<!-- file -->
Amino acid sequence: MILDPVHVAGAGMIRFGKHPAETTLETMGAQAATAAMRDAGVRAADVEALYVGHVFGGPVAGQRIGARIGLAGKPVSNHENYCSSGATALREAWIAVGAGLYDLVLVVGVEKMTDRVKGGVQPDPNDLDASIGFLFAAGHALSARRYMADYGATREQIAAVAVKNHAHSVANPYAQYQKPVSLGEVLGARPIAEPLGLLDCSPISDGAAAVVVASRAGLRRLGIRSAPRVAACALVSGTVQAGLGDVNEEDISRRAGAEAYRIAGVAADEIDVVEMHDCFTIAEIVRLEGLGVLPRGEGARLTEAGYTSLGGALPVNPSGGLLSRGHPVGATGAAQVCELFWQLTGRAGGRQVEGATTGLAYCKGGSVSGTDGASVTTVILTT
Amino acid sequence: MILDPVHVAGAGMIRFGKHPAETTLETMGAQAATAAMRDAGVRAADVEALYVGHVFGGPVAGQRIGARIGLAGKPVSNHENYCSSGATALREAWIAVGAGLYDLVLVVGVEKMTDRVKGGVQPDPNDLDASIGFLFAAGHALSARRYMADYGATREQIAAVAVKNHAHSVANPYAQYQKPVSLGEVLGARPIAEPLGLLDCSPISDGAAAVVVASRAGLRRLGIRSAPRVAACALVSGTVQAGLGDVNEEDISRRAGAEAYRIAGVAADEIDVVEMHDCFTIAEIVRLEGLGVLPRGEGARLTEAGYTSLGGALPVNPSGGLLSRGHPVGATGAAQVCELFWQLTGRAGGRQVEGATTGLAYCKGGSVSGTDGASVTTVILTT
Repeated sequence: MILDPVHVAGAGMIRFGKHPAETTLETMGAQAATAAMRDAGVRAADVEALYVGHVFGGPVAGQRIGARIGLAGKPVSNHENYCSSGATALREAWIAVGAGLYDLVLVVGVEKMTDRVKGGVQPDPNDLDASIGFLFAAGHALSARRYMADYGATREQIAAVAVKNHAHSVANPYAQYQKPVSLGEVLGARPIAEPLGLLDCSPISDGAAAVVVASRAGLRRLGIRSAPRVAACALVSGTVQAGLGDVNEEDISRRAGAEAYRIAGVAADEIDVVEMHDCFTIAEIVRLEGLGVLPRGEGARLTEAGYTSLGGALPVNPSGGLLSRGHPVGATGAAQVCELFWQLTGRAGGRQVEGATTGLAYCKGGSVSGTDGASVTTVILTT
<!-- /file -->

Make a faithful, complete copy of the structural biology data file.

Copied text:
Amino acid sequence: MILDPVHVAGAGMIRFGKHPAETTLETMGAQAATAAMRDAGVRAADVEALYVGHVFGGPVAGQRIGARIGLAGKPVSNHENYCSSGATALREAWIAVGAGLYDLVLVVGVEKMTDRVKGGVQPDPNDLDASIGFLFAAGHALSARRYMADYGATREQIAAVAVKNHAHSVANPYAQYQKPVSLGEVLGARPIAEPLGLLDCSPISDGAAAVVVASRAGLRRLGIRSAPRVAACALVSGTVQAGLGDVNEEDISRRAGAEAYRIAGVAADEIDVVEMHDCFTIAEIVRLEGLGVLPRGEGARLTEAGYTSLGGALPVNPSGGLLSRGHPVGATGAAQVCELFWQLTGRAGGRQVEGATTGLAYCKGGSVSGTDGASVTTVILTT
Amino acid sequence: MILDPVHVAGAGMIRFGKHPAETTLETMGAQAATAAMRDAGVRAADVEALYVGHVFGGPVAGQRIGARIGLAGKPVSNHENYCSSGATALREAWIAVGAGLYDLVLVVGVEKMTDRVKGGVQPDPNDLDASIGFLFAAGHALSARRYMADYGATREQIAAVAVKNHAHSVANPYAQYQKPVSLGEVLGARPIAEPLGLLDCSPISDGAAAVVVASRAGLRRLGIRSAPRVAACALVSGTVQAGLGDVNEEDISRRAGAEAYRIAGVAADEIDVVEMHDCFTIAEIVRLEGLGVLPRGEGARLTEAGYTSLGGALPVNPSGGLLSRGHPVGATGAAQVCELFWQLTGRAGGRQVEGATTGLAYCKGGSVSGTDGASVTTVILTT
Repeated sequence: MILDPVHVAGAGMIRFGKHPAETTLETMGAQAATAAMRDAGVRAADVEALYVGHVFGGPVAGQRIGARIGLAGKPVSNHENYCSSGATALREAWIAVGAGLYDLVLVVGVEKMTDRVKGGVQPDPNDLDASIGFLFAAGHALSARRYMADYGATREQIAAVAVKNHAHSVANPYAQYQKPVSLGEVLGARPIAEPLGLLDCSPISDGAAAVVVASRAGLRRLGIRSAPRVAACALVSGTVQAGLGDVNEEDISRRAGAEAYRIAGVAADEIDVVEMHDCFTIAEIVRLEGLGVLPRGEGARLTEAGYTSLGGALPVNPSGGLLSRGHPVGATGAAQVCELFWQLTGRAGGRQVEGATTGLAYCKGGSVSGTDGASVTTVILTT